Tumblr Icon RSS Icon

Four Major Benefits Of The FCC’s Public Wifi Proposal

By Andrea Peterson on February 4, 2013 at 1:15 pm

"Four Major Benefits Of The FCC’s Public Wifi Proposal"

Share:

google plus icon

The Washington Post reports that the Federal Communications Commission (FCC) is considering a proposal to provide free internet access in major metropolitan and many rural areas. The plan, largely opposed by wireless telecom companies and supported by tech companies including Microsoft and Google, would open up publicly owned spectrum as super strength WiFi and take several years to implement. Some of the possible key benefits include:

1. Helping the U.S. close the broadband infrastructure gap. Despite being the birthplace of many internet innovations, the U.S. ranks 16th in terms of broadband penetration, speed, and price. A staggering 96 percent of U.S. residents live in areas with two or fewer wireline internet providers, and 5 percent live in areas without any providers. A massive public work Wifi program would help deliver high speed internet access to areas currently lacking and provide competition in areas with limited choice.

2. Using wireless spectrum as a public good. There is a debate raging over the best use of publicly owned wireless spectrum, with some business interests advocating for the space to be auctioned to private companies — creating the potential for monopolies. Using the spectrum for provide free internet access to the public is a way to to make sure average users benefit, rather than big corporations.

3. Expanding freedom of expression online. The United Nations calls freedom of expression online a human right, but not everyone has internet access in the U.S. and private attempts to build out access haven’t been able to bridge the gap. Eliminating the cost barrier by providing access for free will undoubtedly expand the number of total U.S. internet users, thus giving more people a voice online.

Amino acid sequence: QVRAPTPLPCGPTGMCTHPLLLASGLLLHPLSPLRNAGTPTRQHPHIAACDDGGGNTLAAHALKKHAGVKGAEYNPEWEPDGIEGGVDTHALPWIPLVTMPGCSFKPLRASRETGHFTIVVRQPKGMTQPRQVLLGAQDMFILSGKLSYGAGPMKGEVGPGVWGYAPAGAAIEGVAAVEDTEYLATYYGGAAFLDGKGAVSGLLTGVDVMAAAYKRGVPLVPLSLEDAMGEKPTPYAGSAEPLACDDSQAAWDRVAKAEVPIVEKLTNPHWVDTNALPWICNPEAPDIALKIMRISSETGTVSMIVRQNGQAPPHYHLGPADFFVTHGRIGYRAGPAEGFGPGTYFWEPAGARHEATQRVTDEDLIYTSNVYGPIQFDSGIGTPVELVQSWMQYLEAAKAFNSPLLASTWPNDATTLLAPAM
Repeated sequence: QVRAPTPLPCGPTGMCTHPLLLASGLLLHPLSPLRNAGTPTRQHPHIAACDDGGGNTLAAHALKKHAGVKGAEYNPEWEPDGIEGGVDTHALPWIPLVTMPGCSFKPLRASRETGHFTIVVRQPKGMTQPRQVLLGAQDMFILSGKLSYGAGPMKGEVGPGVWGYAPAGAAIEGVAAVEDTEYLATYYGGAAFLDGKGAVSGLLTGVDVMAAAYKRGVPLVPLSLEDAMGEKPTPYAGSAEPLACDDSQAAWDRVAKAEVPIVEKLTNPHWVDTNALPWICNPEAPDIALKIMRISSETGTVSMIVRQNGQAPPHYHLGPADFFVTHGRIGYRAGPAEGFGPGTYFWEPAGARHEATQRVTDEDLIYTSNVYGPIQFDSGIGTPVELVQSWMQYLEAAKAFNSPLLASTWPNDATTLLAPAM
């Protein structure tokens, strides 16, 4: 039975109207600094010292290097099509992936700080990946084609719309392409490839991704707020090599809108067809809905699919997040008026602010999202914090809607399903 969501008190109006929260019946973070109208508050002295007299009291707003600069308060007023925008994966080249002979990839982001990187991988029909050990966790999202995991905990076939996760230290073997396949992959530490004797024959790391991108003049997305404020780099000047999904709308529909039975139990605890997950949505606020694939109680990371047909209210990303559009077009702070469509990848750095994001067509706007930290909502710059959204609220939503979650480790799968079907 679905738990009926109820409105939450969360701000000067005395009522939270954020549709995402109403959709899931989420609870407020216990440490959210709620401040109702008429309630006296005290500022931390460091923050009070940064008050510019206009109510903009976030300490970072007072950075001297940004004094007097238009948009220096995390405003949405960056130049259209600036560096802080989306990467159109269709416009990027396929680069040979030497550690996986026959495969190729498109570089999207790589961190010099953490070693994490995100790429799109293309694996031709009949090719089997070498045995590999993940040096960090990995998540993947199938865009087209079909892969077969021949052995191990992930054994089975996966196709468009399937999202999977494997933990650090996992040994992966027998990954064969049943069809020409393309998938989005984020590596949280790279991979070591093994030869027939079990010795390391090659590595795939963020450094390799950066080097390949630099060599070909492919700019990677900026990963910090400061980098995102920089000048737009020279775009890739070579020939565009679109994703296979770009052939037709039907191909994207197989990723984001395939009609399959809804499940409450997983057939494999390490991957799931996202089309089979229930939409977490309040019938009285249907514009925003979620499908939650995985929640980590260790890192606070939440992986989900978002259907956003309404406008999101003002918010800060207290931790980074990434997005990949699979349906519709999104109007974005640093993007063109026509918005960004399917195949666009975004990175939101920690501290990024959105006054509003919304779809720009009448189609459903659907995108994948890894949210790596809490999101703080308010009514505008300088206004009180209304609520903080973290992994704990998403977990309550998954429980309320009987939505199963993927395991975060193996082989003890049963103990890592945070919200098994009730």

4. Bolstering innovation. Expanding the number of internet users means expanding the market for internet devices — that’s one of the reasons tech giants including Microsoft and Google are supporting the plan — and opening the way for more experimentation and innovation in that marketplace. The original Washington Post story notes that the last time the FCC opened up a spectrum for public use, creativity in the form of “[b]aby monitors, garage door openers and wireless stage microphone” directly followed.

‹ PREVIOUS
Florida Lawmaker Re-Introduces Bill To Speed Up State’s Foreclosure Process

NEXT ›
During Drilling Boom, Americans Spend More On Gas Than They Have In Nearly 30 Years

By clicking and submitting a comment I acknowledge the ThinkProgress Privacy Policy and agree to the ThinkProgress Terms of Use. I understand that my comments are also being governed by Facebook, Yahoo, AOL, or Hotmail’s Terms of Use and Privacy Policies as applicable, which can be found here.